In Baltimore, Music & Moshing on the Fringe
BALTIMORE -- While tens of thousands of folks were munching on funnel cake and enjoying the likes of the Old 97's and Keyshia Cole at the annual Artscape extravaganza on Saturday, there was a whole different kind of bash going down just a few miles away. In a loft on the sixth floor of Charm City's H&H Building, in a setting that would have made Andy Warhol proud, many stars of the city's vibrant underground rock scene played five-plus hours of consistently fun, riveting and out-there music at the second annual Whartscape gathering. It was sweaty, it was loud, it was a bit too crowded -- and it was definitely the best party of the summer.
The ringleader of the evening was Dan Deacon, an oddball man-child who has become one of the most blogged-about acts of 2007, thanks to his fabulous album of hyperactive electronic madness, "Spiderman of the Rings." Just before 1:30 a.m. he set up his collection of samplers and keyboards and trademark "trippy green skull" on a table on the floor as most of the few hundred in attendance packed in around him -- some perched on the stage he neglected to perform on, some standing on rafters or whatever railings were around.
There was less dancing than expected to his revved-up electro-jams; everyone was too busy paying rapt attention to the unlikely local hero who is helping to break the scene. (Note his upcoming appearance at the Virgin Festival.) When nearly everyone in attendance sang along with his set-closing "Wham City," many with arms upraised, it gave off the feel of an art school revival.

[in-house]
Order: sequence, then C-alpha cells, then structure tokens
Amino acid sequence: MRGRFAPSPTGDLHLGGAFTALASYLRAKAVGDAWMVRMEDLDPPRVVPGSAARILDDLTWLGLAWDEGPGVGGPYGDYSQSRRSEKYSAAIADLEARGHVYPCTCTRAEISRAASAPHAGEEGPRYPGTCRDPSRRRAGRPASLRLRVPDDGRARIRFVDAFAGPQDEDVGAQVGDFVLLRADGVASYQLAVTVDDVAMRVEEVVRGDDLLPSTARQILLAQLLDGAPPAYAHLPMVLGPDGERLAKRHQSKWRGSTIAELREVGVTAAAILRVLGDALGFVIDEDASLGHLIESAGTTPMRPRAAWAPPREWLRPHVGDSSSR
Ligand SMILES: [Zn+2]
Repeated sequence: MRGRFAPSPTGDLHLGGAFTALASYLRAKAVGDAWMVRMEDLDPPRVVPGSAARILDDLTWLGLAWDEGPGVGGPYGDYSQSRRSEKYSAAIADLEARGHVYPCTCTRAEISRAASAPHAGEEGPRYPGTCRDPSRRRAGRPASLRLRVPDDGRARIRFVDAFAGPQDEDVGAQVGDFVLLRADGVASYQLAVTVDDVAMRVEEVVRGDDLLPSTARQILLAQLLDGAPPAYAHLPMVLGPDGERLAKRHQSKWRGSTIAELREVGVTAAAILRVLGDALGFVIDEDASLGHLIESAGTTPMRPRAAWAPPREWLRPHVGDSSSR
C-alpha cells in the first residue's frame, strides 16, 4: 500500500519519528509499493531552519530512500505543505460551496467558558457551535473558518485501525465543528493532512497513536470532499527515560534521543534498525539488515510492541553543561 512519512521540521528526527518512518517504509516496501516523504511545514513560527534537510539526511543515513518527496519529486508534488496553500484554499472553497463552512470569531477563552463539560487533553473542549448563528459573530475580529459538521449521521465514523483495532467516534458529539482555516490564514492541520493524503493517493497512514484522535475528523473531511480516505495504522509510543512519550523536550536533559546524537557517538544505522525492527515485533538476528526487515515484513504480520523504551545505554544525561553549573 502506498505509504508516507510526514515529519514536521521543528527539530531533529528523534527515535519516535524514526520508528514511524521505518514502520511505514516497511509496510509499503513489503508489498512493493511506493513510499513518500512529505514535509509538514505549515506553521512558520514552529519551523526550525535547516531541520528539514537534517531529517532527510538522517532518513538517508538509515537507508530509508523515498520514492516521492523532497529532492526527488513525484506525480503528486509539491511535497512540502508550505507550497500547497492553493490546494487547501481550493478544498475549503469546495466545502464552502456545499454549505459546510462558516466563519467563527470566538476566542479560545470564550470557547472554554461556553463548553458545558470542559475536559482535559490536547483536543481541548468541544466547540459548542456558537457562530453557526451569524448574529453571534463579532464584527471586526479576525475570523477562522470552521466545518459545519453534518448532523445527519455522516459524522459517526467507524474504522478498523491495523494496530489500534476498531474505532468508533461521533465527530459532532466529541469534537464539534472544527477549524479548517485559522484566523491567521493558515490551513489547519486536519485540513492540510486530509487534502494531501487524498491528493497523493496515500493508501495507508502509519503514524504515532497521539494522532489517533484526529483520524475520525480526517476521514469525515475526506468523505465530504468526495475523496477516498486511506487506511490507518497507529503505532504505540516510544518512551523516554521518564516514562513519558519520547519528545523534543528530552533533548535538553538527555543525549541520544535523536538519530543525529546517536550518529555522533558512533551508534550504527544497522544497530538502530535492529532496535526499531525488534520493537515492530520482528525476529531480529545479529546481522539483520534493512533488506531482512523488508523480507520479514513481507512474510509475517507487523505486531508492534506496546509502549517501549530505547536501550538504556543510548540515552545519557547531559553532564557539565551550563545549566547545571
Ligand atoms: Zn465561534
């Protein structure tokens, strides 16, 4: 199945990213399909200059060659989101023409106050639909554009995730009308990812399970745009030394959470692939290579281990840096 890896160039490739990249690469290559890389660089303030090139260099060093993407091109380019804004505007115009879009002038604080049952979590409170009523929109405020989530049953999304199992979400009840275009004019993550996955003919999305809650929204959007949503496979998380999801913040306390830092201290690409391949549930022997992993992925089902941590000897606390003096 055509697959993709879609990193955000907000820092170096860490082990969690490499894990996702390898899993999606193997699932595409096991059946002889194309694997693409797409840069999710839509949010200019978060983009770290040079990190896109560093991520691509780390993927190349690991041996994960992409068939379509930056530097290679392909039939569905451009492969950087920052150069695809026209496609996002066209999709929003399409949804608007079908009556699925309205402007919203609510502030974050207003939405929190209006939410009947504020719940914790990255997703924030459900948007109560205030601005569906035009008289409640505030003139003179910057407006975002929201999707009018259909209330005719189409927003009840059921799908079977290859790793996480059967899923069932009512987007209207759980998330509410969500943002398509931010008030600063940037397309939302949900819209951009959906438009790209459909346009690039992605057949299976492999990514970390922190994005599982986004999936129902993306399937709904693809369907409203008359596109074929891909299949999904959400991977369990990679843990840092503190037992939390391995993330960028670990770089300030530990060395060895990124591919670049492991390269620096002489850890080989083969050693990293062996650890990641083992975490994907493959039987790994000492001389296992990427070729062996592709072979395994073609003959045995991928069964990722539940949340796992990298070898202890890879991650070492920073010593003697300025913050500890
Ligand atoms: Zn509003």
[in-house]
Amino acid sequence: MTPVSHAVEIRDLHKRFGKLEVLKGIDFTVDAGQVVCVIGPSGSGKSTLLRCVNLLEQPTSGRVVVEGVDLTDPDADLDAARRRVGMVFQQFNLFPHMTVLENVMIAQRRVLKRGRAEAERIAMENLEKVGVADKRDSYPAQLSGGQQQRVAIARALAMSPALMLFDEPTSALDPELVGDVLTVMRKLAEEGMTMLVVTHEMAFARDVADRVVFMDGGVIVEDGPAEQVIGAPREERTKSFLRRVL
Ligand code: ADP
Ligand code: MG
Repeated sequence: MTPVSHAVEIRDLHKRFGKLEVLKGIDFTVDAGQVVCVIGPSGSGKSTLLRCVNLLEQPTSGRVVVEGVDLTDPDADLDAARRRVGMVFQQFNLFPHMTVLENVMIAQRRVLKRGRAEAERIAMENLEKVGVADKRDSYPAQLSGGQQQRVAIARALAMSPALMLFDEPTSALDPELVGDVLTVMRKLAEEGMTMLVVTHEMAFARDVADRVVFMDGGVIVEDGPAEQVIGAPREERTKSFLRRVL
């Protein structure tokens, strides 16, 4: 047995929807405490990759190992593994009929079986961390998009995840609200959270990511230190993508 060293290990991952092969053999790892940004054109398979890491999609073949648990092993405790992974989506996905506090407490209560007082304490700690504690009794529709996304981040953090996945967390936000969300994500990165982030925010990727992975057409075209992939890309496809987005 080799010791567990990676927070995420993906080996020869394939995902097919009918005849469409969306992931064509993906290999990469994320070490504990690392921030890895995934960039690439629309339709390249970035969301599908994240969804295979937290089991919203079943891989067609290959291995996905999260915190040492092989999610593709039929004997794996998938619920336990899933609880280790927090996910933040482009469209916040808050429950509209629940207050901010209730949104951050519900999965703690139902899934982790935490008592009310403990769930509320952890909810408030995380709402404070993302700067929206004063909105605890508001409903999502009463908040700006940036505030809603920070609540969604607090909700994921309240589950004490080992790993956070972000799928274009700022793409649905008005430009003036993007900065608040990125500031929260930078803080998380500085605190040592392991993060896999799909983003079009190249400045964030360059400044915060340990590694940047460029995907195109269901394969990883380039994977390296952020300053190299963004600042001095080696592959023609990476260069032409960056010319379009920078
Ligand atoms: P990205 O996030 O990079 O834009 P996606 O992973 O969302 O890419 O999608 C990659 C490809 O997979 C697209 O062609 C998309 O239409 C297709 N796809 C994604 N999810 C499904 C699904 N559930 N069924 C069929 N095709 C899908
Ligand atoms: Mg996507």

Deacon may have been the main attraction, but he was far from the only highlight. Within the realm of art-damaged, non-commercial rock, there was plenty of variety to be found. The best performance of the night came from post-hardcore trio Double Dagger, which played on a makeshift side stage and worked the crowd into a moshing frenzy with its invigorating bass drums and screaming assault. Ponytail's spastic, guitar-shredding rock was also a crowd pleaser, as was the sample-heavy punk party music of the Death Set.
In fact, all nine acts received glowing receptions. People weren't simply waiting around for the headliners; they watched and danced to every band at the BYOB fete. The support was equal to the creativity flourishing on the stages. Baltimore's city slogan may as well be attached to this burgeoning community of bands: Get In on It.
-- David Malitz